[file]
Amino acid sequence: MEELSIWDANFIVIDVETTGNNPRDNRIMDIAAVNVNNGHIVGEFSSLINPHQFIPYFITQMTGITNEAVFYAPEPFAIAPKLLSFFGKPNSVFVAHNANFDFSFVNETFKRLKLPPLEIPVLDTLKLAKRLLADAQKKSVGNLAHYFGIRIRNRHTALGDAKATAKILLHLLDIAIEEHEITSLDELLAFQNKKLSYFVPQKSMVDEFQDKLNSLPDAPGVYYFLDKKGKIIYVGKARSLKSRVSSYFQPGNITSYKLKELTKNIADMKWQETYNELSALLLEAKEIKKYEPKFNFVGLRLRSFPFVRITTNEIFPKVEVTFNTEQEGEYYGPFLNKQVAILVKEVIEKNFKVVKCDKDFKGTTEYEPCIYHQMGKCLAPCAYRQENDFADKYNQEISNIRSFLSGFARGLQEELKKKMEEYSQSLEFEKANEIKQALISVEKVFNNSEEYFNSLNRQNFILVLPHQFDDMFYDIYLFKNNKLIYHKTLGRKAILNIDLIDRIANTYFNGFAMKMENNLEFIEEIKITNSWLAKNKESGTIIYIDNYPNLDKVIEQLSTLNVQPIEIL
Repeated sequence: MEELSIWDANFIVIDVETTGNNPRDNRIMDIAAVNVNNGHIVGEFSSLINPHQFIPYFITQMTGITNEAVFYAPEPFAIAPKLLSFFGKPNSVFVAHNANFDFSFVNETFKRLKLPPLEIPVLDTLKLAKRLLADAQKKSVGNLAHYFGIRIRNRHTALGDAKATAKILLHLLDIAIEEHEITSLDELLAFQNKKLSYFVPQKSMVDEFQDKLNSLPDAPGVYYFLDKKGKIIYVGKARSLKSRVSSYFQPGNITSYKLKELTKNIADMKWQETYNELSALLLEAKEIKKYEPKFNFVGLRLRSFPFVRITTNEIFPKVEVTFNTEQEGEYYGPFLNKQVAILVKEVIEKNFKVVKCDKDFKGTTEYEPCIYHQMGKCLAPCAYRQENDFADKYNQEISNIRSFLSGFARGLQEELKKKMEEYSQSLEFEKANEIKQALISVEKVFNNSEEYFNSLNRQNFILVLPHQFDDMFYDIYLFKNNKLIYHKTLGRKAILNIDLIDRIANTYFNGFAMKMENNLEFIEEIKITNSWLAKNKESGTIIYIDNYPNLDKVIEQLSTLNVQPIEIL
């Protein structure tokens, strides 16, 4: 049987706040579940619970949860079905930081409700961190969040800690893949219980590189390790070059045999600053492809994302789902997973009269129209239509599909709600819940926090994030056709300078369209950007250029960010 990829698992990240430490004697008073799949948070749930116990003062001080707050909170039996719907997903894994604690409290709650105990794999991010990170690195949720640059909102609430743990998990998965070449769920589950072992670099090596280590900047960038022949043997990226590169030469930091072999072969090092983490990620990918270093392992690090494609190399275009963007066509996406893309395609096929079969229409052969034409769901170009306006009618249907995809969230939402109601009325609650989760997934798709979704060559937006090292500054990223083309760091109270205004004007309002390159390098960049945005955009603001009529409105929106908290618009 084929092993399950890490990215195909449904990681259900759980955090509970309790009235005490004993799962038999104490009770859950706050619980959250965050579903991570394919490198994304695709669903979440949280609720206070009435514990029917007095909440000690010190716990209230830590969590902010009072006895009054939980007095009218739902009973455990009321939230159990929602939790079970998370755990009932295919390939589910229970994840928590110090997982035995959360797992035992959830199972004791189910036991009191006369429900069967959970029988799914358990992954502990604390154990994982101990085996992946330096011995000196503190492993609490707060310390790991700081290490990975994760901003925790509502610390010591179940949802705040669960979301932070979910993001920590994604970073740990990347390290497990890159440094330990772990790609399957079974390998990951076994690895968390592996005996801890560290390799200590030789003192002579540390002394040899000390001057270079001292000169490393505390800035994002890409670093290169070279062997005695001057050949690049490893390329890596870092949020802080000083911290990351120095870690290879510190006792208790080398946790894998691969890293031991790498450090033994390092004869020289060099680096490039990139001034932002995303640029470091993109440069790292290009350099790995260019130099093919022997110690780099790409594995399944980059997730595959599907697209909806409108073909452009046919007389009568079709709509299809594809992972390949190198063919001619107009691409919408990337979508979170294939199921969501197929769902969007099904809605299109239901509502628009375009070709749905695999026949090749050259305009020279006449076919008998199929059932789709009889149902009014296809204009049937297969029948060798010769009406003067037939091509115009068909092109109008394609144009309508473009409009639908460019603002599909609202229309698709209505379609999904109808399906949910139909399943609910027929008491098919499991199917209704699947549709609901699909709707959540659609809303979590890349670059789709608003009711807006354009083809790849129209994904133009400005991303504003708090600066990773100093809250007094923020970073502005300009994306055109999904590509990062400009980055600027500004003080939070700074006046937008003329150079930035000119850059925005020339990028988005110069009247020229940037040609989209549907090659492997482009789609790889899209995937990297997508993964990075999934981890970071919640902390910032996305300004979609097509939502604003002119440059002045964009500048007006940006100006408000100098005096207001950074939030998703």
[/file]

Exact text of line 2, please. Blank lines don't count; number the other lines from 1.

Repeated sequence: MEELSIWDANFIVIDVETTGNNPRDNRIMDIAAVNVNNGHIVGEFSSLINPHQFIPYFITQMTGITNEAVFYAPEPFAIAPKLLSFFGKPNSVFVAHNANFDFSFVNETFKRLKLPPLEIPVLDTLKLAKRLLADAQKKSVGNLAHYFGIRIRNRHTALGDAKATAKILLHLLDIAIEEHEITSLDELLAFQNKKLSYFVPQKSMVDEFQDKLNSLPDAPGVYYFLDKKGKIIYVGKARSLKSRVSSYFQPGNITSYKLKELTKNIADMKWQETYNELSALLLEAKEIKKYEPKFNFVGLRLRSFPFVRITTNEIFPKVEVTFNTEQEGEYYGPFLNKQVAILVKEVIEKNFKVVKCDKDFKGTTEYEPCIYHQMGKCLAPCAYRQENDFADKYNQEISNIRSFLSGFARGLQEELKKKMEEYSQSLEFEKANEIKQALISVEKVFNNSEEYFNSLNRQNFILVLPHQFDDMFYDIYLFKNNKLIYHKTLGRKAILNIDLIDRIANTYFNGFAMKMENNLEFIEEIKITNSWLAKNKESGTIIYIDNYPNLDKVIEQLSTLNVQPIEIL